Multiply & Conquer

Software that helps one server do the work of many

When ISB community bank recently moved its main branch into a new building, the time seemed right for a technology upgrade, too. The 87-employee Ixonia (Wis.) bank wanted to replace the three servers it used to host e-mail, database, and mobile messaging software. But with servers running about $6,000 apiece, it was reluctant to do so.

Instead, the bank spent about $1,000 for a program from Virtual Iron Software that essentially turned a single machine into several mini-servers, allowing it to consolidate the three tasks. And, says Gregg Hughes, information technology specialist for the $3.5 million bank, it can add more software in the future without buying additional hardware. "It will give us a lot more flexibility to expand," says Hughes. "Lots more options."

Servers have been packing more and more power, and the software programs most small companies run on them typically use only a small fraction of a machine's capacity. But companies have been wary of combining the e-mail, mobile messaging, database, and other software they need on a single piece of hardware because programs don't always work well together. So-called server virtualization software addresses that problem. It partitions a server, giving each program its own operating system in one machine. "Server virtualization lets programs share hardware, even though they don't share operating systems," says Frank Gillett, vice-president at consulting firm Forrester Research.

VMware launched the first server virtualization package in 2001, and since then more companies have released packages with prices designed to attract smaller companies. Companies that have multiple servers or want to expand can use the software to save plenty of money. The programs also can get your operations up and running faster after a crash or disaster. They make a copy of all the information on a particular server, which you then can easily transfer to a second server. "We could cut the time for recovery from days to minutes," says Hughes, adding that ISB is using one of its old servers as a backup.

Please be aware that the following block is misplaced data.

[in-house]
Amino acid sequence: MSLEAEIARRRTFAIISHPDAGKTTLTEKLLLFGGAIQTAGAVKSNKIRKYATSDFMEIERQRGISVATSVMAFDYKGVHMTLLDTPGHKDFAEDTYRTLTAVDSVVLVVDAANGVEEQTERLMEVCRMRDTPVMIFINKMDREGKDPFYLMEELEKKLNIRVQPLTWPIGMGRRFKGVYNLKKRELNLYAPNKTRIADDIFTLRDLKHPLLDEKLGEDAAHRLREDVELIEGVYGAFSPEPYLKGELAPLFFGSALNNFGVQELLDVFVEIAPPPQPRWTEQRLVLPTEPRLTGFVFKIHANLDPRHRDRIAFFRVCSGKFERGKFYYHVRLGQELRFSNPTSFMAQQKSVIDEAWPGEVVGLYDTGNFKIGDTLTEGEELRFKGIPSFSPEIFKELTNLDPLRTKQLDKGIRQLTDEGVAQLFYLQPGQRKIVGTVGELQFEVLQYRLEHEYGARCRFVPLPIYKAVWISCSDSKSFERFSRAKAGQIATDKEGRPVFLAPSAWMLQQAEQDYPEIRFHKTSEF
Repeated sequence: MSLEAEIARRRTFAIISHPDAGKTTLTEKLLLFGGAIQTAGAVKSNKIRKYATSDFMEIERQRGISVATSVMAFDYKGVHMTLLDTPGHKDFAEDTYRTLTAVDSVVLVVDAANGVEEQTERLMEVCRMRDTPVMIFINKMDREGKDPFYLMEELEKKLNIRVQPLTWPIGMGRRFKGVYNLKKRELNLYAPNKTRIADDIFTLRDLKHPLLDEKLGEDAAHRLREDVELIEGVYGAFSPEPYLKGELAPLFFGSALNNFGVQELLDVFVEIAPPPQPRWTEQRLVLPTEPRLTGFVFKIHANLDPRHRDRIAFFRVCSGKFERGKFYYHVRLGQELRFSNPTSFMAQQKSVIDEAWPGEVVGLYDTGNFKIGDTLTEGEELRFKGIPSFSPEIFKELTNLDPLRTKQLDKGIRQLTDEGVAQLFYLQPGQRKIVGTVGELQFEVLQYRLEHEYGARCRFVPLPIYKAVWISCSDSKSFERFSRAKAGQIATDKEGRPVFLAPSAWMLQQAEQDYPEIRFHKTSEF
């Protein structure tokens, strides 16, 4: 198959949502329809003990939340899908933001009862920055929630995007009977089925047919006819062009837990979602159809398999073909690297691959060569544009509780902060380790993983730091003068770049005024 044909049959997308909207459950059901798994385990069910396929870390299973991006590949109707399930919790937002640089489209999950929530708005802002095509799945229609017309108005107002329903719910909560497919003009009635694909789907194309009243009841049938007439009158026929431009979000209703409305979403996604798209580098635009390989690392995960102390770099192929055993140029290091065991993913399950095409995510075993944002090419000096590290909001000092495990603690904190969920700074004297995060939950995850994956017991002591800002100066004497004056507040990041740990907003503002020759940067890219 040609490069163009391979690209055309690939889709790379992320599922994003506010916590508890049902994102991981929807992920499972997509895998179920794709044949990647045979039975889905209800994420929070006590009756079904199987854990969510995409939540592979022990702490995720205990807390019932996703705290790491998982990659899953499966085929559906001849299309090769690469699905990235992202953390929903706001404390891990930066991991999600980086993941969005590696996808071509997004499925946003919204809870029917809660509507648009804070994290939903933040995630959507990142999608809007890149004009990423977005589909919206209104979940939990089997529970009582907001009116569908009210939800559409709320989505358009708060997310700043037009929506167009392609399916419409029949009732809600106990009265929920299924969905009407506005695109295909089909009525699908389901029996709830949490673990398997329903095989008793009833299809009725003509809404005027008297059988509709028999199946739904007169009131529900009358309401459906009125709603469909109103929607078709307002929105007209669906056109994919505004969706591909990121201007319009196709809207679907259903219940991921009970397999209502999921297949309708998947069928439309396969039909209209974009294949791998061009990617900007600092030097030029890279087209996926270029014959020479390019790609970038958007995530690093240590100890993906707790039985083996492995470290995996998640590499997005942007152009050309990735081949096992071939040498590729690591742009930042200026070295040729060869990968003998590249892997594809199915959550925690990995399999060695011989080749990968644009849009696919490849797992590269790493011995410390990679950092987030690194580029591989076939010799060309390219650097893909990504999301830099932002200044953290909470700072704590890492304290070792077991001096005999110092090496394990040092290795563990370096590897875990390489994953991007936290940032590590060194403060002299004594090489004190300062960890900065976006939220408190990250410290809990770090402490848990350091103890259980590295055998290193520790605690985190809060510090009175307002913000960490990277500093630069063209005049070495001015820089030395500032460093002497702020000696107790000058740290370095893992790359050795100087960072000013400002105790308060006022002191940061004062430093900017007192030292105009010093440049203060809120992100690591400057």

Although the technology has clear benefits, it does require an IT person or server provider to set up and maintain it. "If you don't have those skills, then forget it," says Andreas Antonopoulos, senior vice-president at Nemertes Research in Mokena, Ill.

When choosing a program, you'll want to compare costs and features. A good feature to have is automatic failover, which instantly moves operations to a second server if the first one goes down, says Chris Wolf, senior analyst at technology consulting firm Burton Group in Midvale, Utah. Comparing the programs' support services is also critical. Some vendors will not agree to provide support for software that is used in conjunction with virtualization software, so be sure to check the vendor's policy.

In 2005, Foam Design, a Lexington (Ky.) custom packager, was planning to buy eight servers to replace outdated machines. Instead, the 50-person, $20 million company opted for two servers and installed VMware applications in each. Aaron Kincer, who was until recently Foam Design's IT manager, says the company chose VMware because it was the most established player in the market. Kincer didn't buy the automatic failover package, but he says the software can still quickly back up information. Foam Design now runs 14 virtual servers on the two machines, and Kincer estimates the company saved about $20,000. Says Kincer: "This was a great opportunity to meet the company's needs and give some room for growth for a much lower price tag."

By Rachael King

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